In fact, what Black is actually making reference to is the work of the behavioural psychologist Harry Harlow and his deeply controversial, indeed deeply unethical, research methods using infant rhesus monkeys, in some cases depriving them of touch or all sensory stimulation for up to a year. Not surprisingly, this left them deeply, irreparably disturbed. But it is his ‘cloth mother’/’metal mother’ experiments for which he is best known, wherein he would observe an infant monkey’s attachment to a substitute ‘mother’, having been separated from its own.

Black’s work is full of references to concepts in developmental psychology such as attachment theory, In The Situation, an installation last seen at Chisenhale Gallery, London, we find eyeless teddy bears scattered about the floor, which Black has called Transitional Objects, in reference to Donald Winnicott. The bears and other furry creatures are stuffed with shredded paper, and shredded paper also covers the floor. In the middle of the floor are neatly piled books, copies of Black’s The Situation, which contains transcribed conversations between Black and other artists, though no authorship is claimed for any of the text. Instead it reads like the scattered fragments of a stream of consciousness monologue, ebbing and flowing through a series of barely connecting thoughts, and with any identifying information ‘redacted’. Against two walls we find the paper shredders. Are we being invited to take and read a copy, or to take one and shred it? To embrace or to destroy? That, as Winnicott would know, is also the young child’s dilemma.

Readers may recall that Black was the artist involved in the protest over the Whitney Museum’s inclusion of Dana Schutz’s painting of Emmett Till in a group painting exhibition. A public letter written by Black and addressed to the exhibition’s curators called not just for the painting’s removal from the museum’s wall, but for its destruction. Neither artist nor institution should profit from its sale, she wrote. Its destruction would ensure that neither would.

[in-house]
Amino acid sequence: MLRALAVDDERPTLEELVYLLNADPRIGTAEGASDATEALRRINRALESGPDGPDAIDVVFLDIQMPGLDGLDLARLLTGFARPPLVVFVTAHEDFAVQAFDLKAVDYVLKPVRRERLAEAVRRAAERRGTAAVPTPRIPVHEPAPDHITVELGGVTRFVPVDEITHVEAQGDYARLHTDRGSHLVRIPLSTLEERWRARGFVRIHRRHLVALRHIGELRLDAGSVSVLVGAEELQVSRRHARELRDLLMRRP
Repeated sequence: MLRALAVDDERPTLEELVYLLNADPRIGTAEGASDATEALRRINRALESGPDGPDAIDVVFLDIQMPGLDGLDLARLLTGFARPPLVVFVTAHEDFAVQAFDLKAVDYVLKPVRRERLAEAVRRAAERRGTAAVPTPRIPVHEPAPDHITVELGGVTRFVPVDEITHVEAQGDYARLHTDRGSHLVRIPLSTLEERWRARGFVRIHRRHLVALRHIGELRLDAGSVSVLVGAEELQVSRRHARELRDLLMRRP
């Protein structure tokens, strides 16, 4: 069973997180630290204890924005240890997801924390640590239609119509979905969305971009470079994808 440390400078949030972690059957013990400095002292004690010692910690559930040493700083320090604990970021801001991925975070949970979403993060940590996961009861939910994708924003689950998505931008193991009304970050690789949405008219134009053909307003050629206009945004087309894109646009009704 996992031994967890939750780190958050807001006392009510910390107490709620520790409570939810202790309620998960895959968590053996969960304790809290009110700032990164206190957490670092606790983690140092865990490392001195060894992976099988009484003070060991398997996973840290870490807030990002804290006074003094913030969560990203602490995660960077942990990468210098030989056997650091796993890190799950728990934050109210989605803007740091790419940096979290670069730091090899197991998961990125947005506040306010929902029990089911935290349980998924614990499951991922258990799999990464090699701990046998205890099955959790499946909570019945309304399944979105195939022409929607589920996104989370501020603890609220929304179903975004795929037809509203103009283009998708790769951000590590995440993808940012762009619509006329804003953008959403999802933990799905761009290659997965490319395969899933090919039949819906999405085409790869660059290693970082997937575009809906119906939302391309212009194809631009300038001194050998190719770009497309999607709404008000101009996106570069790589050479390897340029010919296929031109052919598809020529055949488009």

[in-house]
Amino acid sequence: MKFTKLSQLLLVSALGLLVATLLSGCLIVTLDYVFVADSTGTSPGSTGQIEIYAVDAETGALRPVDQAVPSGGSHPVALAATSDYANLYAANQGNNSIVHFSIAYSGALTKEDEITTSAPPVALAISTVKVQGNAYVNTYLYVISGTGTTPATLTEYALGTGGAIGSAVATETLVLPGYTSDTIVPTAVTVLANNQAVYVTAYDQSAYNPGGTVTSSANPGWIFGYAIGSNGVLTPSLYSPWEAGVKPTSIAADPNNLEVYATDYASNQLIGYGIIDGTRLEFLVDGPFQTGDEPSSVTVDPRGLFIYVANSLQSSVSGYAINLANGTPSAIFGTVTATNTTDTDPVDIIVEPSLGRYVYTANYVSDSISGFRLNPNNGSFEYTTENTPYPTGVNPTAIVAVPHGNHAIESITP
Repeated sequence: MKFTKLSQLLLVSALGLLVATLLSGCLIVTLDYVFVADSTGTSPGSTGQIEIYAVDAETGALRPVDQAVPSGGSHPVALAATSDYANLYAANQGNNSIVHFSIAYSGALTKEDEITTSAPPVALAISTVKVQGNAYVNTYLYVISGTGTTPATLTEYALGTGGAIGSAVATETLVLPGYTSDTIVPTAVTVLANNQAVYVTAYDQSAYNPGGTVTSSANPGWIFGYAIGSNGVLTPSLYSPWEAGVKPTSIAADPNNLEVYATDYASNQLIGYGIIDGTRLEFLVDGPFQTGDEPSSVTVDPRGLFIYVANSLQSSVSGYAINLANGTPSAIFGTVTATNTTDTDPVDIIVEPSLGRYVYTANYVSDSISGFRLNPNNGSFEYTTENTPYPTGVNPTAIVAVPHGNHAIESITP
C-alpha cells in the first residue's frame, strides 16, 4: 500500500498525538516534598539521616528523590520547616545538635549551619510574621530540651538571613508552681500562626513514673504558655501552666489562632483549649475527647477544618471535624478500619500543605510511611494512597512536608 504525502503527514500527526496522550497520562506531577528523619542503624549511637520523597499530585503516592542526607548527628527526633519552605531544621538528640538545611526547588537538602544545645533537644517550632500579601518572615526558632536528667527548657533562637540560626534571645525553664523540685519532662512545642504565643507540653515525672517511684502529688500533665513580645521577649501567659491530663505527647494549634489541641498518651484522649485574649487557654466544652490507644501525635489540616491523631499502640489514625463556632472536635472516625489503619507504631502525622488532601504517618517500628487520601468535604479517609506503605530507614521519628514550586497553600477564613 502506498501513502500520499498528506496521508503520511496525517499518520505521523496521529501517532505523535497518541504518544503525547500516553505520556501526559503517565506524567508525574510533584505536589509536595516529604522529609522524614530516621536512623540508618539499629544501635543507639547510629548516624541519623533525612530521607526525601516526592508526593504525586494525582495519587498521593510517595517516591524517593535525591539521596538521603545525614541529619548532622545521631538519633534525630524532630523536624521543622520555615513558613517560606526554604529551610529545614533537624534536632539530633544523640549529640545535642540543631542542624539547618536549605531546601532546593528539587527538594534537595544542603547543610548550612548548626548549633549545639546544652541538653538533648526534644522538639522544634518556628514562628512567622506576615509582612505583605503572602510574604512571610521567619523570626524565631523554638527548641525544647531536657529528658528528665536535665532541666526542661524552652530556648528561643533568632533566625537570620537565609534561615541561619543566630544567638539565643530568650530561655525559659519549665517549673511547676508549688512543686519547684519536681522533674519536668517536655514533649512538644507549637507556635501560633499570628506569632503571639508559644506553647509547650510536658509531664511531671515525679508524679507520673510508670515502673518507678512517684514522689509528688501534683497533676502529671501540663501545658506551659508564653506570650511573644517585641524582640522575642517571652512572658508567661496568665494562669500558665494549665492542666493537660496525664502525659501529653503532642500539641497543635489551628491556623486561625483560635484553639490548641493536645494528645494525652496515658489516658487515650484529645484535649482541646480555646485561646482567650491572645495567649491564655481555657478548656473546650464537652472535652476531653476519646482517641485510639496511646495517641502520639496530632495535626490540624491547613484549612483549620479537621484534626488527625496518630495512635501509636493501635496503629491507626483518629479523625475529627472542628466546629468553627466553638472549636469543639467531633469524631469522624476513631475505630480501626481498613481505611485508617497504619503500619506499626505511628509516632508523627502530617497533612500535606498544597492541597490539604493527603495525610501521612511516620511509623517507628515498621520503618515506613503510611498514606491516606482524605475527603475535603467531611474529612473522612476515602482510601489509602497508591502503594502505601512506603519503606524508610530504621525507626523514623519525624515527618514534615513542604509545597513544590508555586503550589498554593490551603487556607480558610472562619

Black hasn’t talked publically about this episode, but one can’t help wondering if the letter might be seen as part of an ongoing artistic project, a performative gesture, critiquing ways in which the hierarchical structures of the art institution might be dismantled – given, of course, the white identity of the artist and the artist’s use, as cultural leverage, of the mutilated black body of the child.

Hannah Black, Beginning, End, None, 2017. Exhibition view of ANXIETINA by Hannah Black, Bonaventure & Ebba Fransén Waldhör at Centre d’Art Contemporain Genève, 2018. Courtesy of the artists. Photo : Charlotte Krieger

So what are we to make of The Situation? And whose situation are we considering? Capitalism, patriarchy, racism, colonialism, the relationship between artists of colour and the art institution, and that of the female artist of colour in particular – each is a situation, topic in a bigger structure to be picked at, mused over, unravelled, but without resolution. And in any case, and to borrow from Audre Lorde, if you can’t use the master’s tools to dismantle the master’s house you’ll have to make your own damned tools. Black’s letter was shocking, but within this other framing it begins to seem less so, since this idea of destruction (the shocking destruction of another artist’s work) is contained within its art world box.

What gets under your skin in this exhibition is the the way Black uses words, images and sounds (rhythm and percussion) to explore highly complex ideas in ways which are allusive and metaphorical – for instance, the biological cell as both a factory and a prison in Black, Beginning, End, (2017). Visually and sonically, her films especially, are her most vital achievements. I’ll be looking out for Black’s name on that next Turner Prize list.

Hannah Black with Bonaventure & Ebba Fransén-Waldhör, Anxietina, is at the Centre d’art contemporain, Geneva, until 22 April